Investors seek better returns
With interest rates at their lowest levels since the days many of us were in high school, the challenge of generating decent retirement income from our savings has become daunting. And, in these turbulent times, low-risk investing has become expensive.
In fact, you’re likely to earn a negative real return when taxes and inflation are factored into the rates being offered on guaranteed investment certificates (GICs), government bonds, Canada Savings Bonds (CSBs) and other low-risk securities.
You have two choices:
- Accept this pittance in exchange for safety
- Look at more risky alternatives.
If you decide on the latter course, don’t go too far out on a limb. Choose moderate-risk securities and only commit a portion of your assets to them.
One little-known possibility is an income trust (IT). Designed to generate above-average cash flow while preserving capital, IT portfolios may include shares in royalty trusts, real estate investment trusts (REITs), high-yield bonds and common stock.
Cash flow on these investments comes from dividends, interest, rental income, capital gains and coved-call writing, depending on the composition of the portfolio. Most trusts pay income monthly or quarterly.
The cash-on-cash yield of an IT is attractive. Projected returns are always higher than prevailing interest rates (an eight to nine per cent annual return is the typical goal). Several-but not all-of these trusts have been able to deliver on their promises.
As well, there’s a danger that, although the trust makes its planned distributions, the underlying value of the portfolio itself (known as the net asset value, or NAV) will decline. In other words, delivering on scheduled income payouts could mean your capital base is eroding.
Pros and cons
Worse, if the units are held outside a registered plan, you’ll have to pay tax on the income you receive, but will get no credit for the loss of capital unless you sell. This is exactly what happened to many income trusts in the bear market of 2000-01.
The flip side is that when markets turn around, you’ll get the twin benefits of steady income plus capital gains as the NAV goes up. So, buying some shares in quality ITs when markets are down can be a good strategy for those prepared to accept the extra risk involved.
Next page: What to seek
What to seek
However, be very selective. Choose an IT with a broadly based portfolio rather than one that focuses on a specific sector, such as energy.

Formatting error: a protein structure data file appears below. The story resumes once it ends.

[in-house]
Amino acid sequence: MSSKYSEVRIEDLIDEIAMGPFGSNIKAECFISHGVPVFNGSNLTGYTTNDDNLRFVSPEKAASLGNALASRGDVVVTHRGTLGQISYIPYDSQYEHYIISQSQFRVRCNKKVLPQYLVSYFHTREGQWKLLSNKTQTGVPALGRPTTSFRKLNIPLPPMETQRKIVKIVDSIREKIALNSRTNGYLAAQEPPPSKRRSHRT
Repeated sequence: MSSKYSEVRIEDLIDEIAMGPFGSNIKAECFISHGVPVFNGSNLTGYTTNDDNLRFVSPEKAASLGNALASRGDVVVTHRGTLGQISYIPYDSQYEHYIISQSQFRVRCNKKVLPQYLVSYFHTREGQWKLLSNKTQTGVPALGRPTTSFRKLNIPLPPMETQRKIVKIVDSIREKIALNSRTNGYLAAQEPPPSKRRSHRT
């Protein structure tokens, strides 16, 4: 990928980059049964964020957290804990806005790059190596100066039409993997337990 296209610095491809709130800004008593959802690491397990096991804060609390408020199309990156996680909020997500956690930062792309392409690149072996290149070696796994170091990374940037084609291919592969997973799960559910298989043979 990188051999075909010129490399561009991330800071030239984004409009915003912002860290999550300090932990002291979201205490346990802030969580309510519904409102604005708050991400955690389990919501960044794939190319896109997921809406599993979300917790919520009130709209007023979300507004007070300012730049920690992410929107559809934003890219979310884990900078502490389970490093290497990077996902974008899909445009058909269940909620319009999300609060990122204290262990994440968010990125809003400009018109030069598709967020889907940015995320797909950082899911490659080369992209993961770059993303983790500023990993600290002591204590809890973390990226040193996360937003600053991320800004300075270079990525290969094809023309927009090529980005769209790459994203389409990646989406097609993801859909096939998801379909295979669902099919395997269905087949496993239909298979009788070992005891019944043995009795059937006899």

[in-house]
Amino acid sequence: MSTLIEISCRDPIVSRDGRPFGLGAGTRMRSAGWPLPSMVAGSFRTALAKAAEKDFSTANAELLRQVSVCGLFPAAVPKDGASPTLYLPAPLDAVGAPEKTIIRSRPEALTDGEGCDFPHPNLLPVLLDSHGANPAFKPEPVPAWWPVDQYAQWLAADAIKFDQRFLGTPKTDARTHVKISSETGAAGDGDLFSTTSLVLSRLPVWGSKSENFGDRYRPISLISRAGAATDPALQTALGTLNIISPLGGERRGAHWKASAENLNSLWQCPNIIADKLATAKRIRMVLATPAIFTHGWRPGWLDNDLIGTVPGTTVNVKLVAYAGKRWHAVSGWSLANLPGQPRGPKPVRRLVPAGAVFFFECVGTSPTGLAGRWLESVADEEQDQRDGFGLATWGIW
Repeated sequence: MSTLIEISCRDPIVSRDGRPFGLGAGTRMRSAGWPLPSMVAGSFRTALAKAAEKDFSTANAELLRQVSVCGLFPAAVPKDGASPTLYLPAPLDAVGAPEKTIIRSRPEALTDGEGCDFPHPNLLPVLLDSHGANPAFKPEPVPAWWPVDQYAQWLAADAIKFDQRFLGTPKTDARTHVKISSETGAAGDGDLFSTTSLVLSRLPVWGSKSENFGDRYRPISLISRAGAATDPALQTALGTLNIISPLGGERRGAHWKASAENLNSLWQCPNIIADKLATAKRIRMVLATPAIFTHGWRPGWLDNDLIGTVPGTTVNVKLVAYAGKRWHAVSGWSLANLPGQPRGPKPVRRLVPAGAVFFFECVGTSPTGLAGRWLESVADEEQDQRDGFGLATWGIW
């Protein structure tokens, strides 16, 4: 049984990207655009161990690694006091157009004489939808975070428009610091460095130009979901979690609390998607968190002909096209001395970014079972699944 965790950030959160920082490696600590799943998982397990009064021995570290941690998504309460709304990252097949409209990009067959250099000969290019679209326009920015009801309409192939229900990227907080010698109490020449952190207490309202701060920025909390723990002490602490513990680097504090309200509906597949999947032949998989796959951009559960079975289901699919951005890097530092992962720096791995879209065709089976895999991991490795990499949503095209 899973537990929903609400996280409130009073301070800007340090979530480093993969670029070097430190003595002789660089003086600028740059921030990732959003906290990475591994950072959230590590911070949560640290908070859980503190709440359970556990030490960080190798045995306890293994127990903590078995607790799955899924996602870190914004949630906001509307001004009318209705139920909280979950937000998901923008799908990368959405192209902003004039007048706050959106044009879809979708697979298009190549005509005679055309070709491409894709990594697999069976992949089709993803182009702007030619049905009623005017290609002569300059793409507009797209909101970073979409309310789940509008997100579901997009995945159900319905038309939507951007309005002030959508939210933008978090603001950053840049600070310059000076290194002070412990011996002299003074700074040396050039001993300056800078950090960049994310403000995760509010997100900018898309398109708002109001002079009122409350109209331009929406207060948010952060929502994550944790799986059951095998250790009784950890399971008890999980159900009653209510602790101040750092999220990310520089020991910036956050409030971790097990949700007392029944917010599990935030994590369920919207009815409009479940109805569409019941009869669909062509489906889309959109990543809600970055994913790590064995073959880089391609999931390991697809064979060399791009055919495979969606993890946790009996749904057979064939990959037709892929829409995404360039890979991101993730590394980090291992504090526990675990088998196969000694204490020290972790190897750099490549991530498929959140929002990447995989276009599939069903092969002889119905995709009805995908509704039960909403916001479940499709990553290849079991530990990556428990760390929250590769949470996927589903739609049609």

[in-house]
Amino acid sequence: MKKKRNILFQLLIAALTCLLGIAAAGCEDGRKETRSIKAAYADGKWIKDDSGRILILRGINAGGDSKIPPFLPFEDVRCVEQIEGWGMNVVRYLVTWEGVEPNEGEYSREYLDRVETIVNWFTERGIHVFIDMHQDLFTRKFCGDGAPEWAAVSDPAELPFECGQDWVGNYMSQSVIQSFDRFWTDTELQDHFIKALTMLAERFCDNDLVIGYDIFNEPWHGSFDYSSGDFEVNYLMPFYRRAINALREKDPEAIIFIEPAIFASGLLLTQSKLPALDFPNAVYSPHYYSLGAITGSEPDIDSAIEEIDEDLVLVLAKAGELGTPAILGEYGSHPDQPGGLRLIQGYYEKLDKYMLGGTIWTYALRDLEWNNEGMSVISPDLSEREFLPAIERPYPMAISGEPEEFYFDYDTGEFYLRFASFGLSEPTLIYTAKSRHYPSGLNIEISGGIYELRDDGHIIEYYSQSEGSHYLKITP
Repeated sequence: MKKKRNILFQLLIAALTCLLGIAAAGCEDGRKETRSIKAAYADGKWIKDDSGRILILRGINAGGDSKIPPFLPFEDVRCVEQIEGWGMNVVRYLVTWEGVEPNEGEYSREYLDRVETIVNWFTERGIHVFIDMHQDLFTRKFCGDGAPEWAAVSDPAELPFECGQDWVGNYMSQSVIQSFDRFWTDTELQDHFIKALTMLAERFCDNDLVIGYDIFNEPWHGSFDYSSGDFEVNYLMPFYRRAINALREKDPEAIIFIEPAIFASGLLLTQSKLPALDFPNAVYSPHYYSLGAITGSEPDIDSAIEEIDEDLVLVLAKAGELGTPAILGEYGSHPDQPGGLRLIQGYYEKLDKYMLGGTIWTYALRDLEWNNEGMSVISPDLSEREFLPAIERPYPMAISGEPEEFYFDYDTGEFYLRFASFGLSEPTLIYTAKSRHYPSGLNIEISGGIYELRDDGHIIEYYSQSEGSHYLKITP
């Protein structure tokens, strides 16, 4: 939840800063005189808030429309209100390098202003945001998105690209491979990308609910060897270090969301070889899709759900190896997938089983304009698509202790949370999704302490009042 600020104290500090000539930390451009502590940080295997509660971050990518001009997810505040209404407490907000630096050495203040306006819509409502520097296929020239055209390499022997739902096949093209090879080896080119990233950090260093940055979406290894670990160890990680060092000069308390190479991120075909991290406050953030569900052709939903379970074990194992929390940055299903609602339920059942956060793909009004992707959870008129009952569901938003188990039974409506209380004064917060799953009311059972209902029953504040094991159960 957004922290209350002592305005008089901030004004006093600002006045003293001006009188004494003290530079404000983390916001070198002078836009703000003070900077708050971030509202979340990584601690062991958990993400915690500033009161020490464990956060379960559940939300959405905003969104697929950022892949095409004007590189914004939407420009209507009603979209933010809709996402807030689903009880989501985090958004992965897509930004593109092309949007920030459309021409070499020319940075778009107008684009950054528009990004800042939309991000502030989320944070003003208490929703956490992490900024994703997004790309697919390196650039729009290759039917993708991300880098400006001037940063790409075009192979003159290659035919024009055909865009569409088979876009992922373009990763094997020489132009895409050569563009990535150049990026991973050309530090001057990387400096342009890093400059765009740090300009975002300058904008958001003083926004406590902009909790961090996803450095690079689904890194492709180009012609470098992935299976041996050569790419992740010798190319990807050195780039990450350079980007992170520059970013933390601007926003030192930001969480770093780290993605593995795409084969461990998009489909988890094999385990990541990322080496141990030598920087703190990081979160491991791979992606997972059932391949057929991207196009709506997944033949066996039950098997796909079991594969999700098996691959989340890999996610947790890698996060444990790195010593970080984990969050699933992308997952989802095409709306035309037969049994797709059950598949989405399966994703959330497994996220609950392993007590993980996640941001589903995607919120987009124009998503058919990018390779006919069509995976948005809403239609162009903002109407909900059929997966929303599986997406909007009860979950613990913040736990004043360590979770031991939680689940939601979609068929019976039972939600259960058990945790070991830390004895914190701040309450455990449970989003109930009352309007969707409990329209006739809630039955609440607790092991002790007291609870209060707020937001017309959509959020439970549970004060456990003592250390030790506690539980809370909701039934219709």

Also, look for a trust that has a proven track record of maintaining steady distributions in both good markets and bad.
Some newer ITs guarantee principal at maturity (all these trusts have a limited life span), which offers comfort to nervous investors.
This security is achieved by holding part of the portfolio in a stripped bond. The maturity date could be 10 to 15 years off and, in the meantime, the market value of the units will fluctuate greatly.
Plus, a stripped bond ties up assets that may be used more productively elsewhere.
If ITs interest you, forget about guarantees and concentrate on quality.
Here are some tips for investing in these trusts.
- Select one with a track. Look at broadly based portfolios offered by such organizations as Mulvihill Capital Management, a leading Canadian company in this area.
- Review the history of the trust’s NAV for stability. A trust with a record of high volatility should be viewed with suspicion.
- As a general rule, avoid new issues, even from reputable organizations. There have been several innovative approaches to income trusts recently, but great ideas on paper don’t always translate into profitability. Plus, new issues tend to carry hidden expenses, which compensate promoters rather than building assets for the trust.
- Avoid ITs that focus on a single industry or sector. As a general rule, they have been poor performers.
As with all parts of your portfolio, good diversification is the key to steady returns and capital preservation.
Gordon Pape’s new book, Secrets of Successful Investing, co-authored by Eric Kirzner of the University of Toronto, is published by Prentice Hall Canada.